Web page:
An American high school student says 'Democracy is for cool kids' — and got in trouble

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This story is based on a radio interview. Listen to the full interview.

Audio Transcript:

Marco Werman: We turn now to an American high school senior who ran into some trouble with Chinese school authorities. Henry DeGroot is an 18-year-old from Newton, Massachusetts and he just spent his Spring semester on a study abroad program in China. While he was there, he wrote something in the notebooks of some Chinese students that got him in hot water. Henry DeGroot takes it from there.

Henry DeGroot: Basically they came up to us with their notebooks and they wanted us to write something. Some of my peers were writing 'stay in school!' or something like that, but I was kind of bored, I didn't think anyone would make anything of it so I wrote 'Don't believe the lies your school and government tell you,' I also wrote 'Democracy is for cool kids' and 'It's right to rebel' which is actually a quote from Mao Zedong.

Werman: So pro-democracy slogans. Did you have any kind of thought about why you were doing it at the time?

DeGroot: Honestly, I thought it was kind of funny. I was bored at the time. But I also do really believe in the things that I wrote.

Werman: But you had signed a code of conduct prior to this semester abroad, you have semester abroad rules. What did the code of conduct say?

DeGroot: The code of conduct is kind of vague but one of the rules definitely said that you were supposed to be on your best behavior. But first of all, I was having a private conversation - well, we're talking about it on BBC World, so it's not necessarily private - but it was a conversation between me and each individual. I wasn't being vulgar or anything.

Werman: Did the code of conduct say anything about political sensitivities? Like if you're in China, try not to do things that might get yourself or anyone else arrested?

DeGroot: We were definitely talked to about that, but at the same time, I don't believe that the school should support a policy which is repressing free speech. They can't just pass this policy and hide behind it.

Werman: Fair enough, but what about the kids in this school in whose notebooks you wrote these things - they could have gotten in serious trouble.

DeGroot: I don't think so. I don't think that's realistic. I don't think there's any evidence that that would happen. The administrators there aren't idiots, they would clearly see that it was me who wrote these things. These kids, most of them barely speak English. I don't see why they would be penalized for my actions. Yes, China has been and still is totalitarian and authoritarian with the Communist Party ruling things, but at the same time, they're not dumb. They know who did this and they know that it's not the kids' fault.

Werman: You seem to think that this is about freedom of speech and that would be a fair thing if we were in the United States and you were writing this. Your school principal says it's not about freedom of speech and you've actually put this exchange program with China at risk.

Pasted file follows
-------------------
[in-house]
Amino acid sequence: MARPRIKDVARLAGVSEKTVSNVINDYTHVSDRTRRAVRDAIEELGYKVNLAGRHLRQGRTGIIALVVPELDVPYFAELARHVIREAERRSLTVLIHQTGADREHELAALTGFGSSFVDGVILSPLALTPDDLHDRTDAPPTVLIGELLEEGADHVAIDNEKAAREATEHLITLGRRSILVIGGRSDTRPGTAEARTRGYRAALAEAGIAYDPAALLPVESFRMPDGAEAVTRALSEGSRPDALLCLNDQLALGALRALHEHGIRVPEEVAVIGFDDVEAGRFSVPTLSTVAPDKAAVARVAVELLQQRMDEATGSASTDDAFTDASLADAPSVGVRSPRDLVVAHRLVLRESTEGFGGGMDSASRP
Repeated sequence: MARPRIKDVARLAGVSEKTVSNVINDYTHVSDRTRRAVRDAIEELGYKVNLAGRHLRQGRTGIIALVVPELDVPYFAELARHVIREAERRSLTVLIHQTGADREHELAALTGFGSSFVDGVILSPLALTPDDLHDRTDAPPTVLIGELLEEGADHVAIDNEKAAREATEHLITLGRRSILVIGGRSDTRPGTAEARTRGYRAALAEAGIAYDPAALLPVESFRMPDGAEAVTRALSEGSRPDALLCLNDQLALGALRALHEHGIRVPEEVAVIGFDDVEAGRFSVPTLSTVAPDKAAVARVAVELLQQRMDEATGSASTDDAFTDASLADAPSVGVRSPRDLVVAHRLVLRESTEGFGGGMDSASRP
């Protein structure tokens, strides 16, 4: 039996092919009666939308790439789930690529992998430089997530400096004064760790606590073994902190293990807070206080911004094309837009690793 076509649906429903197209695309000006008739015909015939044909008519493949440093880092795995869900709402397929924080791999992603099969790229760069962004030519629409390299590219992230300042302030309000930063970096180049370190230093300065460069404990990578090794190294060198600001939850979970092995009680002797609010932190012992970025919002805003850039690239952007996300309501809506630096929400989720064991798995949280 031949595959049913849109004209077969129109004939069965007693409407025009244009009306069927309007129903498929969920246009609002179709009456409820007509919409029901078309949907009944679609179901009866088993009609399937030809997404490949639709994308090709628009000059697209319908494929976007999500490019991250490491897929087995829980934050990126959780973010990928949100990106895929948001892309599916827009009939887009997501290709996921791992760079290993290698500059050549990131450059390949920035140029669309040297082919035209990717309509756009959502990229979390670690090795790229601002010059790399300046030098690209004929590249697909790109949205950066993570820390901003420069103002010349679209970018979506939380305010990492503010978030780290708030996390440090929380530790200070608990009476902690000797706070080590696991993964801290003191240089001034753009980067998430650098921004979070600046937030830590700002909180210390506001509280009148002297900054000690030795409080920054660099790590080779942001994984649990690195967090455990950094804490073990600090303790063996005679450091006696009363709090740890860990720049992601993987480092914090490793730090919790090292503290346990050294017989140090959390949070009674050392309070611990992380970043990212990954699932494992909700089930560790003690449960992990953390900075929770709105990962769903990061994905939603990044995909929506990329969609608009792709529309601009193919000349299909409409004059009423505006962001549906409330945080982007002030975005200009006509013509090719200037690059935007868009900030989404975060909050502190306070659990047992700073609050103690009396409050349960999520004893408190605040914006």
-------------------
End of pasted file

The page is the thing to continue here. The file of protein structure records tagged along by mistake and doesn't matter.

DeGroot: I don't deny that my actions were pretty stupid. But at the same time, that doesn't mean that the American school should support suppression of free speech.

Werman: You were in China for 4 months. Were there things there that you did learn, that you were happy with?

DeGroot: My host family while I was there was just so amazing. I've really never had that experience of being so welcomed amongst strangers who invited me into their own home to live with them in America. It really showed me first hand the importance of family in Chinese society.

Werman: Are you going to apologize for what you wrote? Do you want some kind of forgiveness? Does that mean something?

DeGroot: I actually was already basically forced by my school to apologize and then I wrote an apology letter and it was edited and I explained why, in my culture, we don't believe that any idea should be too taboo to be criticized, especially when it comes to academic integrity. I was told to edit that out, but honestly I'm not sorry. I kind of regret it, but I'm definitely not sorry about it. Those are two different things.

Werman: One price you paid was that you were forbidden from going to your senior prom. So what did you do instead?

DeGroot: I had already paid for a tux rental, so me and my date, we got dressed up and we went and took prom pictures and then we actually took a field trip to Five Guys Burgers and Fries, which is my favorite burger joint, which I hadn't been to since I had been to China. We enjoyed ourselves there, we walked in, it was fun because obviously was noticing us - like me in my tux. My night was pretty fun without actually going to the dance, so I'm not too concerned about missing prom.

Werman: Henry DeGroot, who will be graduating from Newton North High School in Newton, Massachusetts. Thanks very much for speaking with us, Henry.

DeGroot: Thanks for having me.